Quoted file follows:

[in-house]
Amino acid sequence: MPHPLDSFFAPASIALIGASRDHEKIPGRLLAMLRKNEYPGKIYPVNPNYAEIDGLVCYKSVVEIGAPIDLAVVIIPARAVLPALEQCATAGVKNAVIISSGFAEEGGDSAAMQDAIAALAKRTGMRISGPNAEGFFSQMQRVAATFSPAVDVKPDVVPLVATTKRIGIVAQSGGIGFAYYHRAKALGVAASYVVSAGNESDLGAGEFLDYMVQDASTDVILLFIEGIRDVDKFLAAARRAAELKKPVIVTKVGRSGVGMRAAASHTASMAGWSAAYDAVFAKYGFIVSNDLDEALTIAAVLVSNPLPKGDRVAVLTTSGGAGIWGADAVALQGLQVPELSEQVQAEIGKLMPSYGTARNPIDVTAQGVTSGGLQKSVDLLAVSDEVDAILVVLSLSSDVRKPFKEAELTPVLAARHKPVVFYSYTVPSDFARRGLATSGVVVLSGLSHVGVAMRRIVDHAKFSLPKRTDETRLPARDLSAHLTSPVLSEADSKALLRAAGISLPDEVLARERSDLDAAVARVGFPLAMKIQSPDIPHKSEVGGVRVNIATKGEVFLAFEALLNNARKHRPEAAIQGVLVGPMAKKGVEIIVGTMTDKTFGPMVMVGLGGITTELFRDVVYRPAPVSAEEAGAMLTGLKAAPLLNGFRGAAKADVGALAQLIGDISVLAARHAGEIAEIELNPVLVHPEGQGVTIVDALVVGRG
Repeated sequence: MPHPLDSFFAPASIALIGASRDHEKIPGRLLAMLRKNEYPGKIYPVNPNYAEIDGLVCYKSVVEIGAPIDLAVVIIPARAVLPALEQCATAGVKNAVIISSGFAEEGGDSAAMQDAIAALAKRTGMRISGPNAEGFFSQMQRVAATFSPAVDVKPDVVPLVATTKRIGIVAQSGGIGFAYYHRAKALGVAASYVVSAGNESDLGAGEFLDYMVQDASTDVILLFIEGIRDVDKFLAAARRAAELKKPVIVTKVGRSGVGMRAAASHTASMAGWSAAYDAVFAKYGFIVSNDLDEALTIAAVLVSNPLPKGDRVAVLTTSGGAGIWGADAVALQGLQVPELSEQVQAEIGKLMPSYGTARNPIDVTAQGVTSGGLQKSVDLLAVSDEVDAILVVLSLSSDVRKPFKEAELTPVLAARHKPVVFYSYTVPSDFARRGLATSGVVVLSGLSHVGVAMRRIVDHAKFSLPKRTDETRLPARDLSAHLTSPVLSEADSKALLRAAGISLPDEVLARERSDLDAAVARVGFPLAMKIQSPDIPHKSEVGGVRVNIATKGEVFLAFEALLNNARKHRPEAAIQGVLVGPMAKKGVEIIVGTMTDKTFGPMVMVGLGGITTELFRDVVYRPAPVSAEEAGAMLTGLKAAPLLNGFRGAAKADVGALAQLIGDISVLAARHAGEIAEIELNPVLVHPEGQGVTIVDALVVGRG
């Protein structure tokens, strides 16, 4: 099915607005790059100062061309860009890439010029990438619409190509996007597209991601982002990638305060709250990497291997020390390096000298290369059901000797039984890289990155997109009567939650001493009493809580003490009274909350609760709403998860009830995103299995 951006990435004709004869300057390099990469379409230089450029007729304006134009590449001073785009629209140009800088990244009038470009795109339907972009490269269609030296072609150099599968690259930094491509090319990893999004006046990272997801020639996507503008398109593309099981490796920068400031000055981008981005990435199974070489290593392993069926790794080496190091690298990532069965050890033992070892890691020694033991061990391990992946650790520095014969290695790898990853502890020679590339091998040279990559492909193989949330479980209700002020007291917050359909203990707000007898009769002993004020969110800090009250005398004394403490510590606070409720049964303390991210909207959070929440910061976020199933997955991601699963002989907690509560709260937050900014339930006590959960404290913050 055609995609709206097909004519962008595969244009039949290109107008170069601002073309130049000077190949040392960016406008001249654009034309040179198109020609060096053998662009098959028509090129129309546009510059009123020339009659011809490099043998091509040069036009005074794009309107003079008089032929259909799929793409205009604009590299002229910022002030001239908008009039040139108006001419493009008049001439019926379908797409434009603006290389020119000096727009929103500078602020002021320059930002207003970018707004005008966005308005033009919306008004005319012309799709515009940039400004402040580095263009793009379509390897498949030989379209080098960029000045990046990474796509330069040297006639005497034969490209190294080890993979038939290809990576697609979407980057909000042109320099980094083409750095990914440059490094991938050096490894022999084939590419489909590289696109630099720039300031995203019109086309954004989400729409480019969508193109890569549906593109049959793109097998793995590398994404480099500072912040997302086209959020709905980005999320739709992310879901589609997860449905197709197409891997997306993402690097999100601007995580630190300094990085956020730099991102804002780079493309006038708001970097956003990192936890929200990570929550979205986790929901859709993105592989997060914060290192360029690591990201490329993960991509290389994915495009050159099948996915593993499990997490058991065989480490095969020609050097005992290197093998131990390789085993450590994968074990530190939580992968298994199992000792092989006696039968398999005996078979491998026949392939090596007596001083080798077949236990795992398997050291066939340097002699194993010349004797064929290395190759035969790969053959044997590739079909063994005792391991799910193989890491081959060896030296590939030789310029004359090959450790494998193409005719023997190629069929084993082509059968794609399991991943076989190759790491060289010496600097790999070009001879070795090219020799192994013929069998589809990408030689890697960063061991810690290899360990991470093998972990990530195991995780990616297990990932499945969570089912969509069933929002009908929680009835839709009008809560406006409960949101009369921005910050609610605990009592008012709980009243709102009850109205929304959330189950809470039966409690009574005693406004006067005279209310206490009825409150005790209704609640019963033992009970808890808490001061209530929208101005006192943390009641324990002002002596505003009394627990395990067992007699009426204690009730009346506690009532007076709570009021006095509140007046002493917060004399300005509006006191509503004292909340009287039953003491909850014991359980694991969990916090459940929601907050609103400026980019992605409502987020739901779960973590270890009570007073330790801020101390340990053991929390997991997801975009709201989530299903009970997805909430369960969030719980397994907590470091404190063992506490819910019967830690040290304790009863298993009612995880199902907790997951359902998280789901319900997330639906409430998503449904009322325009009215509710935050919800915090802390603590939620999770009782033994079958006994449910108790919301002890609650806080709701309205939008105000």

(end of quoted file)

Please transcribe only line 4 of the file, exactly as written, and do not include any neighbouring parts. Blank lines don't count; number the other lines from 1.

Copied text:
């Protein structure tokens, strides 16, 4: 099915607005790059100062061309860009890439010029990438619409190509996007597209991601982002990638305060709250990497291997020390390096000298290369059901000797039984890289990155997109009567939650001493009493809580003490009274909350609760709403998860009830995103299995 951006990435004709004869300057390099990469379409230089450029007729304006134009590449001073785009629209140009800088990244009038470009795109339907972009490269269609030296072609150099599968690259930094491509090319990893999004006046990272997801020639996507503008398109593309099981490796920068400031000055981008981005990435199974070489290593392993069926790794080496190091690298990532069965050890033992070892890691020694033991061990391990992946650790520095014969290695790898990853502890020679590339091998040279990559492909193989949330479980209700002020007291917050359909203990707000007898009769002993004020969110800090009250005398004394403490510590606070409720049964303390991210909207959070929440910061976020199933997955991601699963002989907690509560709260937050900014339930006590959960404290913050 055609995609709206097909004519962008595969244009039949290109107008170069601002073309130049000077190949040392960016406008001249654009034309040179198109020609060096053998662009098959028509090129129309546009510059009123020339009659011809490099043998091509040069036009005074794009309107003079008089032929259909799929793409205009604009590299002229910022002030001239908008009039040139108006001419493009008049001439019926379908797409434009603006290389020119000096727009929103500078602020002021320059930002207003970018707004005008966005308005033009919306008004005319012309799709515009940039400004402040580095263009793009379509390897498949030989379209080098960029000045990046990474796509330069040297006639005497034969490209190294080890993979038939290809990576697609979407980057909000042109320099980094083409750095990914440059490094991938050096490894022999084939590419489909590289696109630099720039300031995203019109086309954004989400729409480019969508193109890569549906593109049959793109097998793995590398994404480099500072912040997302086209959020709905980005999320739709992310879901589609997860449905197709197409891997997306993402690097999100601007995580630190300094990085956020730099991102804002780079493309006038708001970097956003990192936890929200990570929550979205986790929901859709993105592989997060914060290192360029690591990201490329993960991509290389994915495009050159099948996915593993499990997490058991065989480490095969020609050097005992290197093998131990390789085993450590994968074990530190939580992968298994199992000792092989006696039968398999005996078979491998026949392939090596007596001083080798077949236990795992398997050291066939340097002699194993010349004797064929290395190759035969790969053959044997590739079909063994005792391991799910193989890491081959060896030296590939030789310029004359090959450790494998193409005719023997190629069929084993082509059968794609399991991943076989190759790491060289010496600097790999070009001879070795090219020799192994013929069998589809990408030689890697960063061991810690290899360990991470093998972990990530195991995780990616297990990932499945969570089912969509069933929002009908929680009835839709009008809560406006409960949101009369921005910050609610605990009592008012709980009243709102009850109205929304959330189950809470039966409690009574005693406004006067005279209310206490009825409150005790209704609640019963033992009970808890808490001061209530929208101005006192943390009641324990002002002596505003009394627990395990067992007699009426204690009730009346506690009532007076709570009021006095509140007046002493917060004399300005509006006191509503004292909340009287039953003491909850014991359980694991969990916090459940929601907050609103400026980019992605409502987020739901779960973590270890009570007073330790801020101390340990053991929390997991997801975009709201989530299903009970997805909430369960969030719980397994907590470091404190063992506490819910019967830690040290304790009863298993009612995880199902907790997951359902998280789901319900997330639906409430998503449904009322325009009215509710935050919800915090802390603590939620999770009782033994079958006994449910108790919301002890609650806080709701309205939008105000």